Life & Labors: On the founding of Grinnell College
The Peace of Wild Things

Life & Labors: A Fortuitous Stop

Mary Gaylord writes,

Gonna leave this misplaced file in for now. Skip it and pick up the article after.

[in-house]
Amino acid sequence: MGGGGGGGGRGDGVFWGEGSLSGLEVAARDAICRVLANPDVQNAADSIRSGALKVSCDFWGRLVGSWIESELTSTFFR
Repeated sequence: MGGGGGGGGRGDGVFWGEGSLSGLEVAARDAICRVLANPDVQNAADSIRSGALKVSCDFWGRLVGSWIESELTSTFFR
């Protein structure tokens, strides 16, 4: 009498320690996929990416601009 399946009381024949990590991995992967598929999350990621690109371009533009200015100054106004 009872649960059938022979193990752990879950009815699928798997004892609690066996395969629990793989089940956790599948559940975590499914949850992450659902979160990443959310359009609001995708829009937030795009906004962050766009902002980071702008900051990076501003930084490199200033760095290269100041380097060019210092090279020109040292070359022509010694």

In those early days our nearest route to Muscatine, Davenport and some other points, was by way of Flint Creek and the twenty-mile prairie.  On passing out of the belt of timber on the creek, we entered this prairie, which in 1841 and '42 had not been encroached upon by any human habitation.  It was not level, but gently undulating, with ravines in which were often found living springs.  This prairie, like many others, was clothed with the most luxuriant verdure, but absolutely treeless.  On its northern boundary was a fine natural park of many acres, filled with a beautiful growth of the native trees of Iowa.  This was called "Virginia Grove."  After the long ride of twenty miles it was most refreshing to reach this grove at night-fall, and find a pleasant-looking home nestled among the trees where we could ask for entertainment.  We had been in the house but a short time on our first visit, when Mrs. Brown, the wife and mother, inquired if Mr. Gaylord was a clergyman.  On receiving an affirmative answer her eyes filled with tears and she said, "It is three years since I have seen a minister of the gospel, and my boys are growing up with no church or Sabbath school to help them into the right way."  At night and in the morning the Bible was brought and the family called together for worship.  When money was proferred for the entertainment on leaving, they refused to accept it, saying, "All we ask of you is to come again."  Such experiences as this stimulated and encouraged the workers of those early days.


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